A Deeper Dive with Terraform

Having spent the weekend building infrastructure scripts, I can now say that I like Terraform. My initial foray into the Infrastructure-as-Code (IaC) arena was using Pulumi. This appealed to me because it supported declarations in C#. After not very long, however, I found that Pulumi’s C# support was rather lacking, and put IaC on the shelf.

IaC was resurrected when my boss told me that all infrastructure I built for this project would have to be scripted. One of my team members dove into Terraform, and recently gave me a crash course. The language itself is easy, but I think the development environment itself is very good as well.

As I posted earlier, I’m using Terraform Cloud both as a state provider for my development workspace, and as CI/CD for my dev/test and production workspaces. This produces a very nice development workflow.

1. Create a feature branch
2. Make the feature branch work
3. PR to QA branch
4. Terraform Cloud (TC) plans the updated code
5. Confirm plan in TC
6. PR to …
7 …

Infrastructure workflows are the same as Git workflows! With all of the features that Azure DevOps provides, including work item association and approvals. The pipeline itself is triggered upon push. But that’s ok. The code review process was required first, since the merge to the QA branch required approval. Then, TC will not automatically apply changes unless instructed to. Making infrastructure changes requires confirmation from a user with the appropriate access.

That’s the development workflow, and it works very well, and was not that difficult to set up given the extensive Terraform documentation. Personally I run it on WSL2 using VS Code with the Terraform extension. Infrastructure dev environments should probably run some flavor of Unix (WSL2, MacOS, Linux) and nothing more than VS Code is required.

Code organization is very important. Terraform is a declarative language with very few opportunities for reuse and almost no control structures. This makes for the possibility of unreadable code very quickly. Organizing into workspaces and modules is the only way to keep larger projects under control. It’s probably easiest to explain with an example, so let’s put down some requirements.

The project in question has 4 total environments, 3 non-prod and 1 prod. The 3 non-prod environments share a single Azure Dev/Test subscription, and the production environment has its own subscription. Costs should be minimized without sacrificing code readability. Development should plan and apply from the CLI or Web UI only. QA should plan and apply upon push to qa branch, and UAT should plan and apply upon push to uat branch. Finally, production should plan and apply upon push to main branch.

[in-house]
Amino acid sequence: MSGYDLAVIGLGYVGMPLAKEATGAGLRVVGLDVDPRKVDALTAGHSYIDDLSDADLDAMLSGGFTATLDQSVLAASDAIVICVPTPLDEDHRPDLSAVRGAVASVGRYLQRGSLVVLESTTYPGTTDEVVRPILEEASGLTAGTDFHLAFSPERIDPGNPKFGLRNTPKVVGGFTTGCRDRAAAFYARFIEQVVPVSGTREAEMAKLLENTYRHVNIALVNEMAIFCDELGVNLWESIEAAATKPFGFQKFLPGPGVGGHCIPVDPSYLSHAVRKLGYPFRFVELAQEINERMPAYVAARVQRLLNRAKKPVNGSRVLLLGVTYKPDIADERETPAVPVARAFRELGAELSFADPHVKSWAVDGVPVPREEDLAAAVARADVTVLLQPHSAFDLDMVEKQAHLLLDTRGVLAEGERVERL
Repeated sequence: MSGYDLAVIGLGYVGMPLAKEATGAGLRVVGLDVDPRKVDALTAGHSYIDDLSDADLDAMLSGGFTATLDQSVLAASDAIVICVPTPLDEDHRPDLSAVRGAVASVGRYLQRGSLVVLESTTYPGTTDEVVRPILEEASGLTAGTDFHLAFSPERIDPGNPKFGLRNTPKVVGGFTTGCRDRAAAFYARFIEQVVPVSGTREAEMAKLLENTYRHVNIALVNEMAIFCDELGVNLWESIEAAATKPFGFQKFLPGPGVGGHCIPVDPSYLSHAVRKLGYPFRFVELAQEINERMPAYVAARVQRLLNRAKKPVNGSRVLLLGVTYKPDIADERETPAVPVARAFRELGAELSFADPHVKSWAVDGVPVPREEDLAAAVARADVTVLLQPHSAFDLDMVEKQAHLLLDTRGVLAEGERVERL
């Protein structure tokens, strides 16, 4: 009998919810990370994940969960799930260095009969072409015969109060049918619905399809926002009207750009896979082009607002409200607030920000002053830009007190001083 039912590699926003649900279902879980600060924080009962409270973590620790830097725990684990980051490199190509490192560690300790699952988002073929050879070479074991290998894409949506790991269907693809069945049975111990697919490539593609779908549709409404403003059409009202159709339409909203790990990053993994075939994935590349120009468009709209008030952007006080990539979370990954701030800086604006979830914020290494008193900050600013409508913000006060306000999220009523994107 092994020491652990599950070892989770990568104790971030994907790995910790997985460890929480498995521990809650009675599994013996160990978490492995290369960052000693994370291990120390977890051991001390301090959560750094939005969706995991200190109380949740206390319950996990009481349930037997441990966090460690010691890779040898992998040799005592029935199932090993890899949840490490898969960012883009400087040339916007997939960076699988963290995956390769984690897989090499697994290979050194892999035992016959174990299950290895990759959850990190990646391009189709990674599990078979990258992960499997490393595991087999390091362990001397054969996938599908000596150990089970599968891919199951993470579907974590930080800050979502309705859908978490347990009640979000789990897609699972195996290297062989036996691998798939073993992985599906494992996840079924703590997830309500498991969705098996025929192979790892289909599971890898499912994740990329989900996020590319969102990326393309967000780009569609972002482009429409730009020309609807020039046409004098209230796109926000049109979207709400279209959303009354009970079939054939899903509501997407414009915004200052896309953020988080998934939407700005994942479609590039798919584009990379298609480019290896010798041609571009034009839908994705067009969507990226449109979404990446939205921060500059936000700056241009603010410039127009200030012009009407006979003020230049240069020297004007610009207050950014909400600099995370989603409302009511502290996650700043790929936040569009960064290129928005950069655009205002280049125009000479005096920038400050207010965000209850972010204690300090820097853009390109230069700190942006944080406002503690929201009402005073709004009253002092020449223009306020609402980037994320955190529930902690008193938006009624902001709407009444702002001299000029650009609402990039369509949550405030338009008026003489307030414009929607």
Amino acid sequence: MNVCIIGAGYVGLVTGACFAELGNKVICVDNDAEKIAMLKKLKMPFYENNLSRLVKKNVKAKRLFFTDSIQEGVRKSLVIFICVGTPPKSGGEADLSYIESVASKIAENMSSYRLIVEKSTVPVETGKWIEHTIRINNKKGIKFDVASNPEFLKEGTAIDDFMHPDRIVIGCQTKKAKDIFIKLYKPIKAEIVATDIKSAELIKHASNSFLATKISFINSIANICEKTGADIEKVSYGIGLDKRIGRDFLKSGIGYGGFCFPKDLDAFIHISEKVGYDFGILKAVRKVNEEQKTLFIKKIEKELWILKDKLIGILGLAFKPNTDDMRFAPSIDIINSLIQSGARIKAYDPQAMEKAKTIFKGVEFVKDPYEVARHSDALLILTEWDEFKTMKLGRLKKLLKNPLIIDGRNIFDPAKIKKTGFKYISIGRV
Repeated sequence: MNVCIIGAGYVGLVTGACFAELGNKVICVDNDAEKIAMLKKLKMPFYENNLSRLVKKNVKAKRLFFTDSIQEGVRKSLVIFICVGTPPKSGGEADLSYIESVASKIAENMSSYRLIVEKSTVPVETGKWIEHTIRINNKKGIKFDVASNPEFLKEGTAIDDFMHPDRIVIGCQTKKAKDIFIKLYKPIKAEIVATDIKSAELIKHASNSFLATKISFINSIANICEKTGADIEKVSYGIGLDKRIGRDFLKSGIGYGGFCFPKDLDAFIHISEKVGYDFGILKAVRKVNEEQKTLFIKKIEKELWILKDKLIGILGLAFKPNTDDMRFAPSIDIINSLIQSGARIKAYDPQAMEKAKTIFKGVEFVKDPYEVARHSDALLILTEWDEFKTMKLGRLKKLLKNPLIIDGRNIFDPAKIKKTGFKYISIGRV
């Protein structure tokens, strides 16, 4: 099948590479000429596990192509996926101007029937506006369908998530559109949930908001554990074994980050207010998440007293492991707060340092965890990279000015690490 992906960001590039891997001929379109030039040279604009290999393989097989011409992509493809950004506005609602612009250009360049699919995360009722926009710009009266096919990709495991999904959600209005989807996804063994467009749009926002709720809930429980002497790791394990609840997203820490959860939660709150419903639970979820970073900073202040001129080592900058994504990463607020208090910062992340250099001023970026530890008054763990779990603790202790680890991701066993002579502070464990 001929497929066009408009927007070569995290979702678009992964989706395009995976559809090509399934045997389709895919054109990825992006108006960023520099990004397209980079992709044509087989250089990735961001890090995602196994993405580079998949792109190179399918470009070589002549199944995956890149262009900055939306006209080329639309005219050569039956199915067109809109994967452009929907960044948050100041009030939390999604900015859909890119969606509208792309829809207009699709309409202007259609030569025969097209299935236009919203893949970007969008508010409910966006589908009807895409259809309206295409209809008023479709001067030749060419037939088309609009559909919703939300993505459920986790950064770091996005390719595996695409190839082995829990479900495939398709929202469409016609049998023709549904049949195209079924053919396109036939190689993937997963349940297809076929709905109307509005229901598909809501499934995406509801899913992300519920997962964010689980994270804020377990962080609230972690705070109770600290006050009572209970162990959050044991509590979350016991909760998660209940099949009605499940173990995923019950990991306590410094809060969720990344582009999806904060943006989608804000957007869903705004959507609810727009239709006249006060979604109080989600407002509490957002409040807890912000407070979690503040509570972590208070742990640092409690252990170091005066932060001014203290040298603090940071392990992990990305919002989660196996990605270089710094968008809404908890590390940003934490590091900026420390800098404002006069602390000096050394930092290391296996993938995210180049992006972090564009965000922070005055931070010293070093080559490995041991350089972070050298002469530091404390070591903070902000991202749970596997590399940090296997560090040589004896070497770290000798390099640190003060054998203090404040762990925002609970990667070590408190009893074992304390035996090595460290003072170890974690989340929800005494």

The first thing to note from these requirements is the cost minimization. It’s always easiest to duplicate, and it would be much easier to simply build three copies of all infrastructure in dev/test. But that’s expensive: the search service alone costs $300/mo per instance. And having multiple key vaults when one will suffice is kind of annoying. And you don’t need multiple storage accounts, multiple containers is fine. Upon analyzing the infrastructure requirements, it was clear that the Redis cache, the Key Vault, the Storage Account and the Container Repository could all be shared among the three non-prod projects.

So how to achieve this? My first attempt simply included the same module in multiple projects. Alas, this simply led to cycles of create/recreate as updates were made to the various branches. Creating and recreating the core infrastructure is absolutely the opposite of what we want. So, the first step was to split out the shared infrastructure into its own folder, and added the Terraform files. Then, the shared infrastructure modules moved, and the root Terraform definition updated. Finally, the shared infrastructure main.tf and variables.tf are updated.

Now, the workspace layout. First, we need a workspace to hold the shared infrastructure. I created a single workspace with a -devtest suffix and initialized it. From the shared directory, run terraform plan and terraform apply. This will create the shared infrastructure in a separate workspace so that there are no conflicts between the environments. This workspace should be CLI-driven. The development environment should always be CLI-driven, and the shared infrastructure for development also belongs to QA and UAT. Therefore, no other workspace is needed for Dev/Test core infrastructure. Note the need to create a corresponding production workspace later.

Next, we need workspaces and variable sets for each environment. The dev workspace will be marked as CLI-driven, and the other two (QA and UAT) will be attached to Azure DevOps Git and trigger runs upon push. The variable sets will be created and associated accordingly.

That’s the gist of it. Terraform really saves a great deal of effort and reduces mistakes, as well as providing a lot more process around infrastructure development. Good use of workspaces and modules can make for reasonably organized layouts for even more complex infrastructure requirements.

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